China defended its human rights record Thursday after US President George W Bush gave a speech criticizing its lack of political and religious freedom, dpa reported.
Chinese foreign ministry spokesman Qin Gang said his government "puts people first" and was committed to promoting "basic rights and freedom" for the nation's 1.3 billion people.
"We firmly oppose any words or acts that interfere in other countries' internal affairs by using human rights, religion and other issues," Qin said in a statement reacting to Bush's speech in Thailand earlier on Thursday.
He said differences over rights should be resolved through dialogue "based on equal footing and mutual respect."
Bush said the United States stood "in firm opposition to China's detention of political dissidents, human rights advocates and religious activists."
In his address to about 500 people at the Queen Sirikit Convention Centre in Bangkok, he said he was "optimistic" about China's future, predicting that political change was inevitable in the wake of its economic takeoff.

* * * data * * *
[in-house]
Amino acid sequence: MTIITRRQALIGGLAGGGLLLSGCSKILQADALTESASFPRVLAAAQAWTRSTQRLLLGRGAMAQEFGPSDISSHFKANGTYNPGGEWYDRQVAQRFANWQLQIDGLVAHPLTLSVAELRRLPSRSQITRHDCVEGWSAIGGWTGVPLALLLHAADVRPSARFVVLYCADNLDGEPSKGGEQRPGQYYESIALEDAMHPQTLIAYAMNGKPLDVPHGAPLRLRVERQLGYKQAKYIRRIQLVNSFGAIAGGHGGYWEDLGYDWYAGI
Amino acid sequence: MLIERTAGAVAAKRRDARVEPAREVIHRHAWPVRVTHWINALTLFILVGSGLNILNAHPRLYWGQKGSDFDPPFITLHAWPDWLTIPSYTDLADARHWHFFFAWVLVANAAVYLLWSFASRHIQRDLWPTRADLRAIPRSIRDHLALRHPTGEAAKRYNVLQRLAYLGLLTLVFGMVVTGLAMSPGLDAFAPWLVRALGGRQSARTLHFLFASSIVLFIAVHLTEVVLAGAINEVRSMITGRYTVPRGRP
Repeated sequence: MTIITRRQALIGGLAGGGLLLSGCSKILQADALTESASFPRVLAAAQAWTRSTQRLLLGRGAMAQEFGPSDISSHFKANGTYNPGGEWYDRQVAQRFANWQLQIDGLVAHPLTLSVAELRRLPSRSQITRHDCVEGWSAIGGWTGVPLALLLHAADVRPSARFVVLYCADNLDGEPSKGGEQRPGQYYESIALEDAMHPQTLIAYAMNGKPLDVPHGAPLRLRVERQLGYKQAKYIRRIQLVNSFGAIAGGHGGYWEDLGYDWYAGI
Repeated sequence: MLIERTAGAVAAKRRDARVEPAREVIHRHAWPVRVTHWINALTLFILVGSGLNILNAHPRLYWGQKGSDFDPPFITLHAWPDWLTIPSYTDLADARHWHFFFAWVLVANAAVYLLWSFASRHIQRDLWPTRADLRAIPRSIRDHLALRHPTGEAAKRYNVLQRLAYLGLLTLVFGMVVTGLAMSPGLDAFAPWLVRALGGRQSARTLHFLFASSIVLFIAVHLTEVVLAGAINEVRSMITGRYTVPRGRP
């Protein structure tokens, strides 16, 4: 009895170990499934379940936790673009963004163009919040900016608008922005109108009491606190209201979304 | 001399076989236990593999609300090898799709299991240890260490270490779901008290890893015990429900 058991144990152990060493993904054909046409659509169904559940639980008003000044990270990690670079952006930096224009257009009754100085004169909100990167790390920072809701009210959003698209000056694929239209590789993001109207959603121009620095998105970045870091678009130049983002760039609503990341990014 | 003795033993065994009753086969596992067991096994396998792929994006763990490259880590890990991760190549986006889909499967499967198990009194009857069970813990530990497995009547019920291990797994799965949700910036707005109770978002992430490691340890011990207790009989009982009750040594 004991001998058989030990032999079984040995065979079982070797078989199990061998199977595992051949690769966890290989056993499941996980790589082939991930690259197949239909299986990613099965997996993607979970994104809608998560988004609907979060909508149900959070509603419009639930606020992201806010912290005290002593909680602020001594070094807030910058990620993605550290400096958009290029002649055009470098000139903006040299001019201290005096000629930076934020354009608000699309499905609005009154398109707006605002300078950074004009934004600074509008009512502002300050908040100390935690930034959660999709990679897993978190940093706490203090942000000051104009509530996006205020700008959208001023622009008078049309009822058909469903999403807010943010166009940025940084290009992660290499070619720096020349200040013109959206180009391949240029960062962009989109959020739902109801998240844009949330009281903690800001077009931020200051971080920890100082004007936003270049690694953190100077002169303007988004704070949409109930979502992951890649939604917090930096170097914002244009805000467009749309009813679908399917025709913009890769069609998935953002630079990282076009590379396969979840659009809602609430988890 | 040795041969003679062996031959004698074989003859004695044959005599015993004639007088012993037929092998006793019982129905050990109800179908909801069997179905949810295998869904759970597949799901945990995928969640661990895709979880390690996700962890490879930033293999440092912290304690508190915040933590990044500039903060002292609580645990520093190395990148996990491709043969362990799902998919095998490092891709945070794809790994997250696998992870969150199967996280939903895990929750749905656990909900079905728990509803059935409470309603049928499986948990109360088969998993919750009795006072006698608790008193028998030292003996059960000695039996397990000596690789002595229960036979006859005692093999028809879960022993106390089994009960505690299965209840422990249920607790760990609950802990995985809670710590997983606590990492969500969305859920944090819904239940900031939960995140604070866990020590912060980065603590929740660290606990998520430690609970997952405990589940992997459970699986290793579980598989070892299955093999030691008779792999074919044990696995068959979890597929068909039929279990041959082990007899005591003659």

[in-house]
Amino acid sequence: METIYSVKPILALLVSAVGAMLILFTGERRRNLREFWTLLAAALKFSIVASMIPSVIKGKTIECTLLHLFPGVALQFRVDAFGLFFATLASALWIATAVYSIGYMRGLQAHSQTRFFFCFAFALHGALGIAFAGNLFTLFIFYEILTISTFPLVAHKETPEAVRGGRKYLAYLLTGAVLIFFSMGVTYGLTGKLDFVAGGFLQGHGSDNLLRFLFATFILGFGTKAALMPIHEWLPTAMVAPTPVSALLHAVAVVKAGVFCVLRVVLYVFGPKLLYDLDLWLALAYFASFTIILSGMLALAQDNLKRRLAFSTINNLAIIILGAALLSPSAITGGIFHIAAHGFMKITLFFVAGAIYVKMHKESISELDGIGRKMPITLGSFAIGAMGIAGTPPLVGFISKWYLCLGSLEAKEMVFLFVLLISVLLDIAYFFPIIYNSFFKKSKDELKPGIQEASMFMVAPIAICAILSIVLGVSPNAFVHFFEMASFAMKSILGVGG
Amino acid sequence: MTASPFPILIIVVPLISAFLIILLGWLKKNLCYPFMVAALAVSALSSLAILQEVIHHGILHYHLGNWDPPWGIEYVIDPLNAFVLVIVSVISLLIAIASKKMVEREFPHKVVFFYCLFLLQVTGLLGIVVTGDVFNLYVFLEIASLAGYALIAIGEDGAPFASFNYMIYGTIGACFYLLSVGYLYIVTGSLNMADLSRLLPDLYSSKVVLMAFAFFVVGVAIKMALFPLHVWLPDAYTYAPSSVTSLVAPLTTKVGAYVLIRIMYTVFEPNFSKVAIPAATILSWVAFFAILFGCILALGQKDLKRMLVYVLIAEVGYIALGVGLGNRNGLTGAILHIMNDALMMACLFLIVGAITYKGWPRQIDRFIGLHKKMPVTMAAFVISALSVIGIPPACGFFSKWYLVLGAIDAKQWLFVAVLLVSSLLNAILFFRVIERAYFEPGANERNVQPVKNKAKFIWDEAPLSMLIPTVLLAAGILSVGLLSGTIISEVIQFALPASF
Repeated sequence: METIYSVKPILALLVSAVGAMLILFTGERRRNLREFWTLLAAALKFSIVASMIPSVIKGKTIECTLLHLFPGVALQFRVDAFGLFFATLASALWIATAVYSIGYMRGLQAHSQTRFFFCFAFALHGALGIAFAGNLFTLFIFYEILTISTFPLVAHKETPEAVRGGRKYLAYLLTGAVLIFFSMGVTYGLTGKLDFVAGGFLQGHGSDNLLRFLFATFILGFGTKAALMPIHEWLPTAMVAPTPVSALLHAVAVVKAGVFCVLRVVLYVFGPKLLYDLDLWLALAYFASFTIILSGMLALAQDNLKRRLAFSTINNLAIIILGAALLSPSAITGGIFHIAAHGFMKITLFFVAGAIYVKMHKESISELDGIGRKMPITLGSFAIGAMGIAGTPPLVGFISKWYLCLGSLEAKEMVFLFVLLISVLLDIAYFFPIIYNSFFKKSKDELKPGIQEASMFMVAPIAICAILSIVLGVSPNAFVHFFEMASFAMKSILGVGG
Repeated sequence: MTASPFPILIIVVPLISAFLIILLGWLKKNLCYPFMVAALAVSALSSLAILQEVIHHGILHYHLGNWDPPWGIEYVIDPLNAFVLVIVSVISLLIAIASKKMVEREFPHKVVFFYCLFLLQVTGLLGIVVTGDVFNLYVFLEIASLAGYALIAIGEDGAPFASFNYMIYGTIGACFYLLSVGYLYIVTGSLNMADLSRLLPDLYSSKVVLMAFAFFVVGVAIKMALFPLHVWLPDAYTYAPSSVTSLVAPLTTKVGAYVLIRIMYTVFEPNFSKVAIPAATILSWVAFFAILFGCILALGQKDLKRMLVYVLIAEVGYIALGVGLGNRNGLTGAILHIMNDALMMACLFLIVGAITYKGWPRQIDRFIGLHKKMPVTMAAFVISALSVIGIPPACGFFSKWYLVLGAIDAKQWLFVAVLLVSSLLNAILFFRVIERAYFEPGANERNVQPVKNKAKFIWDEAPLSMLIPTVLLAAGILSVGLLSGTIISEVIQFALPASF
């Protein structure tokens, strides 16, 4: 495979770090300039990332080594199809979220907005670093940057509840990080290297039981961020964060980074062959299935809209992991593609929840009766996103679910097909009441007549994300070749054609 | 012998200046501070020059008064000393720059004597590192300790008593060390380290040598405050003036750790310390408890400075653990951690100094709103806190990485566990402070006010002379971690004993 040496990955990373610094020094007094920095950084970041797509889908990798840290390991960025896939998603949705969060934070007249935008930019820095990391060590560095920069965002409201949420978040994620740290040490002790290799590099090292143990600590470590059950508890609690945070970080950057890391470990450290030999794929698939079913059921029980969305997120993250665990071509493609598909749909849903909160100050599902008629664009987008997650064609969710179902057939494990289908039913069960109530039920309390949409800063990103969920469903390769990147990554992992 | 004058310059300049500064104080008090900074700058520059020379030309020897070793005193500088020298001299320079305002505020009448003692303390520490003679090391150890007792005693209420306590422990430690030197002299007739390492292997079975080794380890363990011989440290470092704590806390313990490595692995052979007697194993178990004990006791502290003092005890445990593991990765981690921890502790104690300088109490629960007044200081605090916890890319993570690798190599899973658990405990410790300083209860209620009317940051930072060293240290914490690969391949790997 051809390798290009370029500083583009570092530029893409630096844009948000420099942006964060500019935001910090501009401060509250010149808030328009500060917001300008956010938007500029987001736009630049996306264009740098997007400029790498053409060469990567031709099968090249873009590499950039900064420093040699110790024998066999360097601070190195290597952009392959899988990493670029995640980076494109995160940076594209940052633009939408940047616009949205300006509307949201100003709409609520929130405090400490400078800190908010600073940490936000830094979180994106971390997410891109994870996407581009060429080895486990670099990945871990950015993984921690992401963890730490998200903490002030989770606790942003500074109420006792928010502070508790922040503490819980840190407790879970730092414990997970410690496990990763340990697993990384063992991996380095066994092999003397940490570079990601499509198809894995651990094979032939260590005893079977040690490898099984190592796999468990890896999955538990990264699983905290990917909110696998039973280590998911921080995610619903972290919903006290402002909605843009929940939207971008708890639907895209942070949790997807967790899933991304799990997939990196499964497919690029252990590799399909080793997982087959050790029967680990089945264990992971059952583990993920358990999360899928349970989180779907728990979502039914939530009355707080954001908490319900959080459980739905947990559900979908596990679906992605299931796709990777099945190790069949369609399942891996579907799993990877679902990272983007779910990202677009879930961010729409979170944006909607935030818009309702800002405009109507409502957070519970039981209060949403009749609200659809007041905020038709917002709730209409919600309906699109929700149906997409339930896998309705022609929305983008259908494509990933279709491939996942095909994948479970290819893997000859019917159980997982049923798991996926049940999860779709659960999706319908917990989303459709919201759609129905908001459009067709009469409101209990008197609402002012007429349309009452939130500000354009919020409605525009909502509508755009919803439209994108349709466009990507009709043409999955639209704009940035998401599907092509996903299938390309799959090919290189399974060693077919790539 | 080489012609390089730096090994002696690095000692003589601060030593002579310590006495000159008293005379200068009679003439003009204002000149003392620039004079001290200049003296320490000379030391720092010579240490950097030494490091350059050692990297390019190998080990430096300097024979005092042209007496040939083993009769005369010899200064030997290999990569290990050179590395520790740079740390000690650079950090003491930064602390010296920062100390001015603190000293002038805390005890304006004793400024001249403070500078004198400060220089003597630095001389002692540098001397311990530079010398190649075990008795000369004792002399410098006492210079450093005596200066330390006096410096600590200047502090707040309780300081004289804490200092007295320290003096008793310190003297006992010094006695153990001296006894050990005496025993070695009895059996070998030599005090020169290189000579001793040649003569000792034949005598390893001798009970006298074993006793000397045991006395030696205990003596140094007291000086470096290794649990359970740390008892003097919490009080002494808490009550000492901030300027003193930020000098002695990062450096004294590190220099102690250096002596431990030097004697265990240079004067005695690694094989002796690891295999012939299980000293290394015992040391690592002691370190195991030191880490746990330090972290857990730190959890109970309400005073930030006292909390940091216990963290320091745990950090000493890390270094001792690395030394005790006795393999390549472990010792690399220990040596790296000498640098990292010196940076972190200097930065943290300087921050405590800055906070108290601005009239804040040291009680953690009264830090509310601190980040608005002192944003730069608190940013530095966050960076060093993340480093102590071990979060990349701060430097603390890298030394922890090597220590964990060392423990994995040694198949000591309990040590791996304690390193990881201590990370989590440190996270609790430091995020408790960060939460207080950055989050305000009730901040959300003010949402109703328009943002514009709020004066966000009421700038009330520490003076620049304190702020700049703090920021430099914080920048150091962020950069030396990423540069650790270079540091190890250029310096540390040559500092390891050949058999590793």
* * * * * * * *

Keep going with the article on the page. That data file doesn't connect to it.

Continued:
"Young people who grow up with the freedom to trade goods will ultimately demand the freedom to trade ideas, especially on an unrestricted internet," Bush said in his last major policy speech on US-Asian relations.
"Change in China will arrive on its own terms and in keeping with its own history and traditions," he said. "Yet change will arrive."
Bush was scheduled to arrive in Beijing late Thursday evening for talks with Chinese President Hu Jintao on Friday.
The two presidents are scheduled to attend the opening ceremony of the Beijing Olympics on Friday night, along with some 80 other heads of state.
Qin appeared to play down any Chinese anger over Bush's speech, saying the two nations enjoyed a "broad common interest and a basis for cooperation despite some disputes".
"A good Sino-US relationship is in the fundamental interests of the two countries and peoples, as well as the peace, stability and development of the Asia-Pacific region and the world," he said in his statement.